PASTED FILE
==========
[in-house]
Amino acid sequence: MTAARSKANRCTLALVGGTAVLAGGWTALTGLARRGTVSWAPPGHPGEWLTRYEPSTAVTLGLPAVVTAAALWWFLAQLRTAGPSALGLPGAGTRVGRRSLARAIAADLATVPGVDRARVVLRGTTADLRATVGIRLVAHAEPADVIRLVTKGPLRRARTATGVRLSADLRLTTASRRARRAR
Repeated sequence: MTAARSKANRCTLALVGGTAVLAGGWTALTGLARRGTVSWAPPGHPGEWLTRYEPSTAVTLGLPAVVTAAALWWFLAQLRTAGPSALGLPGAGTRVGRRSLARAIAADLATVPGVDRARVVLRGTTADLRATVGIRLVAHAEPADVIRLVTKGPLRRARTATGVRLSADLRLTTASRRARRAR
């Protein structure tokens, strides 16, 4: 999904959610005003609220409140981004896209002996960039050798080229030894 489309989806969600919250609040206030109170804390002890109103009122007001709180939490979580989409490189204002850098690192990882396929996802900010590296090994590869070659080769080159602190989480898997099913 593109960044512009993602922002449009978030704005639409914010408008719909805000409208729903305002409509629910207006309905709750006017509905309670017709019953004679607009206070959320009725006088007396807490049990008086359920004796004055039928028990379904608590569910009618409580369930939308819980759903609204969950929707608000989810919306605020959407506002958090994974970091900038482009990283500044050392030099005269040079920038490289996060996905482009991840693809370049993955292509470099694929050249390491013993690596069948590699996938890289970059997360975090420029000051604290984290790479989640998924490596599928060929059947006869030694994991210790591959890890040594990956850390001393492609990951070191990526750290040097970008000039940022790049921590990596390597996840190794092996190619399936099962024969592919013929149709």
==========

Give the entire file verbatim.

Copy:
[in-house]
Amino acid sequence: MTAARSKANRCTLALVGGTAVLAGGWTALTGLARRGTVSWAPPGHPGEWLTRYEPSTAVTLGLPAVVTAAALWWFLAQLRTAGPSALGLPGAGTRVGRRSLARAIAADLATVPGVDRARVVLRGTTADLRATVGIRLVAHAEPADVIRLVTKGPLRRARTATGVRLSADLRLTTASRRARRAR
Repeated sequence: MTAARSKANRCTLALVGGTAVLAGGWTALTGLARRGTVSWAPPGHPGEWLTRYEPSTAVTLGLPAVVTAAALWWFLAQLRTAGPSALGLPGAGTRVGRRSLARAIAADLATVPGVDRARVVLRGTTADLRATVGIRLVAHAEPADVIRLVTKGPLRRARTATGVRLSADLRLTTASRRARRAR
């Protein structure tokens, strides 16, 4: 999904959610005003609220409140981004896209002996960039050798080229030894 489309989806969600919250609040206030109170804390002890109103009122007001709180939490979580989409490189204002850098690192990882396929996802900010590296090994590869070659080769080159602190989480898997099913 593109960044512009993602922002449009978030704005639409914010408008719909805000409208729903305002409509629910207006309905709750006017509905309670017709019953004679607009206070959320009725006088007396807490049990008086359920004796004055039928028990379904608590569910009618409580369930939308819980759903609204969950929707608000989810919306605020959407506002958090994974970091900038482009990283500044050392030099005269040079920038490289996060996905482009991840693809370049993955292509470099694929050249390491013993690596069948590699996938890289970059997360975090420029000051604290984290790479989640998924490596599928060929059947006869030694994991210790591959890890040594990956850390001393492609990951070191990526750290040097970008000039940022790049921590990596390597996840190794092996190619399936099962024969592919013929149709």